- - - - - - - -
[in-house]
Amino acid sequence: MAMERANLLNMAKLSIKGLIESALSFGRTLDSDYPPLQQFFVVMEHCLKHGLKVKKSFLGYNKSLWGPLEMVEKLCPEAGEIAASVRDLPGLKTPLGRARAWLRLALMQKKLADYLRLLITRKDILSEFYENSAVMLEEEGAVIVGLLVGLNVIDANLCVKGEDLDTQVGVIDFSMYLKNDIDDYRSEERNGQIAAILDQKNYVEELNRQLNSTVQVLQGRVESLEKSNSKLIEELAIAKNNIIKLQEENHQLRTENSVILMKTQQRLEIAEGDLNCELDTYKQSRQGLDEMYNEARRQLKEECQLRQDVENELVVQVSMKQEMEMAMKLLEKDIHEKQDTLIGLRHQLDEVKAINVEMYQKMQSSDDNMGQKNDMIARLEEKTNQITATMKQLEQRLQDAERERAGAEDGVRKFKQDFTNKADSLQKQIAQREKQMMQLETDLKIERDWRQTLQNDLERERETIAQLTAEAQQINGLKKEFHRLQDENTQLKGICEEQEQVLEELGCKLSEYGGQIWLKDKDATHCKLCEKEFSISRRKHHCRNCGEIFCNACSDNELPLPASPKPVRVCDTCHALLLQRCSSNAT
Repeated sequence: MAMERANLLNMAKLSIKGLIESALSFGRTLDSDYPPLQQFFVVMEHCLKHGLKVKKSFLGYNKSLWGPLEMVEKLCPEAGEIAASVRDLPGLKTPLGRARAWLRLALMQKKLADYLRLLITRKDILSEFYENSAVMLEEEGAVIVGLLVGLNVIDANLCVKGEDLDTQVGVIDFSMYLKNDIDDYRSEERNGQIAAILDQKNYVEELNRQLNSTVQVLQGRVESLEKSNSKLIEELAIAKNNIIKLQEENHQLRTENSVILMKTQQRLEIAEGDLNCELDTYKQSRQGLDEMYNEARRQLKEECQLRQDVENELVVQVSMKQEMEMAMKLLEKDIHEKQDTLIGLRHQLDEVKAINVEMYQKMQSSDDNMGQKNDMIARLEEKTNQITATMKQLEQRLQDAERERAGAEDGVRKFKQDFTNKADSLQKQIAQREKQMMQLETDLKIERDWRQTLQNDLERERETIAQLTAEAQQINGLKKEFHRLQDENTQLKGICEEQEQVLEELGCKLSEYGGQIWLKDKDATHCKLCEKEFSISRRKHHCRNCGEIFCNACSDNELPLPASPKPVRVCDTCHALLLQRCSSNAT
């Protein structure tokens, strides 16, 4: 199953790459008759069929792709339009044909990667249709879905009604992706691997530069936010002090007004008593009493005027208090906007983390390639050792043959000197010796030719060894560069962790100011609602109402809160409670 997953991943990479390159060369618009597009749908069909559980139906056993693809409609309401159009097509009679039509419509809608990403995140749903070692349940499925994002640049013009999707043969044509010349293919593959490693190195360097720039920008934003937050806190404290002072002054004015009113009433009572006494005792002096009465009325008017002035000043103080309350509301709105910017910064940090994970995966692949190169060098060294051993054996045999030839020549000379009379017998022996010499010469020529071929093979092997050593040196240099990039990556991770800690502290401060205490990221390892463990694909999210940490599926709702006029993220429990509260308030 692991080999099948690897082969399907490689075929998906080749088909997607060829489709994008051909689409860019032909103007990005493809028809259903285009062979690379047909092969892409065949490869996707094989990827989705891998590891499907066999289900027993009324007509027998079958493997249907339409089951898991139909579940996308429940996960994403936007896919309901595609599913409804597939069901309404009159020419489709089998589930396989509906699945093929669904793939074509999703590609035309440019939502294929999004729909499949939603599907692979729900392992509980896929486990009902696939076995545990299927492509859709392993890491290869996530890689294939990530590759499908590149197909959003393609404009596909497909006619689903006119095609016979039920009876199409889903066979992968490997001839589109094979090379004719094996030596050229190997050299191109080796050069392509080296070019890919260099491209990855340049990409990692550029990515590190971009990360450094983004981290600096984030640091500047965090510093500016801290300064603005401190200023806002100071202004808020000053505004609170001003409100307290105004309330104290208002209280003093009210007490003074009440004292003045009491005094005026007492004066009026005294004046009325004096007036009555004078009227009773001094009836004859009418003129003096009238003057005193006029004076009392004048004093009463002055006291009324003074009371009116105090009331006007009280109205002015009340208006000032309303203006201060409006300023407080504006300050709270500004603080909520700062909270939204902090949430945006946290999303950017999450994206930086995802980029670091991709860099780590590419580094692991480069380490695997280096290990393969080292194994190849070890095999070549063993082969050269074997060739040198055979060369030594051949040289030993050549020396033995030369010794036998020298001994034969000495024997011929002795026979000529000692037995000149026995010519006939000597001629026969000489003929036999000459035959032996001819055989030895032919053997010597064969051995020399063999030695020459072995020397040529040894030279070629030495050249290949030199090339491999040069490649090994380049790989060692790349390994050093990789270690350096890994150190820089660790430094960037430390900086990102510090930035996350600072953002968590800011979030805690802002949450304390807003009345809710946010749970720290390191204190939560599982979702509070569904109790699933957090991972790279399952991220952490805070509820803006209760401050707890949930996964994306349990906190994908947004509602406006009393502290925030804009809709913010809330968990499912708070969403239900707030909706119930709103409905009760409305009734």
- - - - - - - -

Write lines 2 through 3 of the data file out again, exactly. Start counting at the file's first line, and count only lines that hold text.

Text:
Amino acid sequence: MAMERANLLNMAKLSIKGLIESALSFGRTLDSDYPPLQQFFVVMEHCLKHGLKVKKSFLGYNKSLWGPLEMVEKLCPEAGEIAASVRDLPGLKTPLGRARAWLRLALMQKKLADYLRLLITRKDILSEFYENSAVMLEEEGAVIVGLLVGLNVIDANLCVKGEDLDTQVGVIDFSMYLKNDIDDYRSEERNGQIAAILDQKNYVEELNRQLNSTVQVLQGRVESLEKSNSKLIEELAIAKNNIIKLQEENHQLRTENSVILMKTQQRLEIAEGDLNCELDTYKQSRQGLDEMYNEARRQLKEECQLRQDVENELVVQVSMKQEMEMAMKLLEKDIHEKQDTLIGLRHQLDEVKAINVEMYQKMQSSDDNMGQKNDMIARLEEKTNQITATMKQLEQRLQDAERERAGAEDGVRKFKQDFTNKADSLQKQIAQREKQMMQLETDLKIERDWRQTLQNDLERERETIAQLTAEAQQINGLKKEFHRLQDENTQLKGICEEQEQVLEELGCKLSEYGGQIWLKDKDATHCKLCEKEFSISRRKHHCRNCGEIFCNACSDNELPLPASPKPVRVCDTCHALLLQRCSSNAT
Repeated sequence: MAMERANLLNMAKLSIKGLIESALSFGRTLDSDYPPLQQFFVVMEHCLKHGLKVKKSFLGYNKSLWGPLEMVEKLCPEAGEIAASVRDLPGLKTPLGRARAWLRLALMQKKLADYLRLLITRKDILSEFYENSAVMLEEEGAVIVGLLVGLNVIDANLCVKGEDLDTQVGVIDFSMYLKNDIDDYRSEERNGQIAAILDQKNYVEELNRQLNSTVQVLQGRVESLEKSNSKLIEELAIAKNNIIKLQEENHQLRTENSVILMKTQQRLEIAEGDLNCELDTYKQSRQGLDEMYNEARRQLKEECQLRQDVENELVVQVSMKQEMEMAMKLLEKDIHEKQDTLIGLRHQLDEVKAINVEMYQKMQSSDDNMGQKNDMIARLEEKTNQITATMKQLEQRLQDAERERAGAEDGVRKFKQDFTNKADSLQKQIAQREKQMMQLETDLKIERDWRQTLQNDLERERETIAQLTAEAQQINGLKKEFHRLQDENTQLKGICEEQEQVLEELGCKLSEYGGQIWLKDKDATHCKLCEKEFSISRRKHHCRNCGEIFCNACSDNELPLPASPKPVRVCDTCHALLLQRCSSNAT